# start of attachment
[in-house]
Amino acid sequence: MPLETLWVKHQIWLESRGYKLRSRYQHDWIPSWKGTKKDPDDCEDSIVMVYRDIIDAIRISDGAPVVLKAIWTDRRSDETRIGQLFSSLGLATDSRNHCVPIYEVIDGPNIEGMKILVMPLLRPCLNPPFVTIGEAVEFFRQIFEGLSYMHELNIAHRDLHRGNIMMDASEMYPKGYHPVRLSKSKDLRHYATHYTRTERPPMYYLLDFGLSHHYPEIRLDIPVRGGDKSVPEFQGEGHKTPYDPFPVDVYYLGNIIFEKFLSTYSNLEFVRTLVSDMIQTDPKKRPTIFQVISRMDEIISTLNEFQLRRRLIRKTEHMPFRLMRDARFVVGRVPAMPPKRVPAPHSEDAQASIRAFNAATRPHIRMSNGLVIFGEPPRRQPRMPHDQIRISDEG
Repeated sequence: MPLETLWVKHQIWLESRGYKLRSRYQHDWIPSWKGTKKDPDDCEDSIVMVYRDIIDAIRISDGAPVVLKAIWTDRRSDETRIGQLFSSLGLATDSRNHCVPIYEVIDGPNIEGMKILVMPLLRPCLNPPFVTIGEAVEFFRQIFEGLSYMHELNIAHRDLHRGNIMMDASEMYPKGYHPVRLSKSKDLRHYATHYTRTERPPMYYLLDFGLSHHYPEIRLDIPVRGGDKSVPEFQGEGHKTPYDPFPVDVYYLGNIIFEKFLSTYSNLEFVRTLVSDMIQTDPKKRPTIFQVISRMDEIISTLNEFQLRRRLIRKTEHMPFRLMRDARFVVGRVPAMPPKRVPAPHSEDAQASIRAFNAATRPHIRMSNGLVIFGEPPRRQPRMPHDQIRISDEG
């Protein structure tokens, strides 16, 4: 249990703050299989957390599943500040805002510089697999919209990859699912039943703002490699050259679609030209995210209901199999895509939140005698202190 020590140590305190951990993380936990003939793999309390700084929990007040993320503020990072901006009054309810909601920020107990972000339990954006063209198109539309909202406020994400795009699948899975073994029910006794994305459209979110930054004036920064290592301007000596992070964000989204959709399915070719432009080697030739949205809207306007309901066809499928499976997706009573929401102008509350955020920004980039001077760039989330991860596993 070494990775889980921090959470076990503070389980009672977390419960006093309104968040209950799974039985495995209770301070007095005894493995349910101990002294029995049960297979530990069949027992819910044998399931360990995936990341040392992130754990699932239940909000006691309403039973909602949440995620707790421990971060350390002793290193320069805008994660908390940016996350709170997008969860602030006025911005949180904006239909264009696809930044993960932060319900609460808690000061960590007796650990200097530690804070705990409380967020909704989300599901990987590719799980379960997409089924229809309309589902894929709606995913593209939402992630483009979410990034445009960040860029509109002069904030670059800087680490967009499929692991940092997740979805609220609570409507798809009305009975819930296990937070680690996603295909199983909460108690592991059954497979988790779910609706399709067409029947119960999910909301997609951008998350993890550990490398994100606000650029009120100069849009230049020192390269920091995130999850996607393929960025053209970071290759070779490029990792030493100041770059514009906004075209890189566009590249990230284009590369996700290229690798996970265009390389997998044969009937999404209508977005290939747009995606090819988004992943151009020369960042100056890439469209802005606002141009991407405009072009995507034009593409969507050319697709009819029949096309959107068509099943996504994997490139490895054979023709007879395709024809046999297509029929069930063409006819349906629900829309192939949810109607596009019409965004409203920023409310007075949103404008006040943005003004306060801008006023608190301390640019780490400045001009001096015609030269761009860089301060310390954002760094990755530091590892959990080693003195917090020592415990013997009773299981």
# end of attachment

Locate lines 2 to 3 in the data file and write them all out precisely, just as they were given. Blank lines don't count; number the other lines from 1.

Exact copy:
Amino acid sequence: MPLETLWVKHQIWLESRGYKLRSRYQHDWIPSWKGTKKDPDDCEDSIVMVYRDIIDAIRISDGAPVVLKAIWTDRRSDETRIGQLFSSLGLATDSRNHCVPIYEVIDGPNIEGMKILVMPLLRPCLNPPFVTIGEAVEFFRQIFEGLSYMHELNIAHRDLHRGNIMMDASEMYPKGYHPVRLSKSKDLRHYATHYTRTERPPMYYLLDFGLSHHYPEIRLDIPVRGGDKSVPEFQGEGHKTPYDPFPVDVYYLGNIIFEKFLSTYSNLEFVRTLVSDMIQTDPKKRPTIFQVISRMDEIISTLNEFQLRRRLIRKTEHMPFRLMRDARFVVGRVPAMPPKRVPAPHSEDAQASIRAFNAATRPHIRMSNGLVIFGEPPRRQPRMPHDQIRISDEG
Repeated sequence: MPLETLWVKHQIWLESRGYKLRSRYQHDWIPSWKGTKKDPDDCEDSIVMVYRDIIDAIRISDGAPVVLKAIWTDRRSDETRIGQLFSSLGLATDSRNHCVPIYEVIDGPNIEGMKILVMPLLRPCLNPPFVTIGEAVEFFRQIFEGLSYMHELNIAHRDLHRGNIMMDASEMYPKGYHPVRLSKSKDLRHYATHYTRTERPPMYYLLDFGLSHHYPEIRLDIPVRGGDKSVPEFQGEGHKTPYDPFPVDVYYLGNIIFEKFLSTYSNLEFVRTLVSDMIQTDPKKRPTIFQVISRMDEIISTLNEFQLRRRLIRKTEHMPFRLMRDARFVVGRVPAMPPKRVPAPHSEDAQASIRAFNAATRPHIRMSNGLVIFGEPPRRQPRMPHDQIRISDEG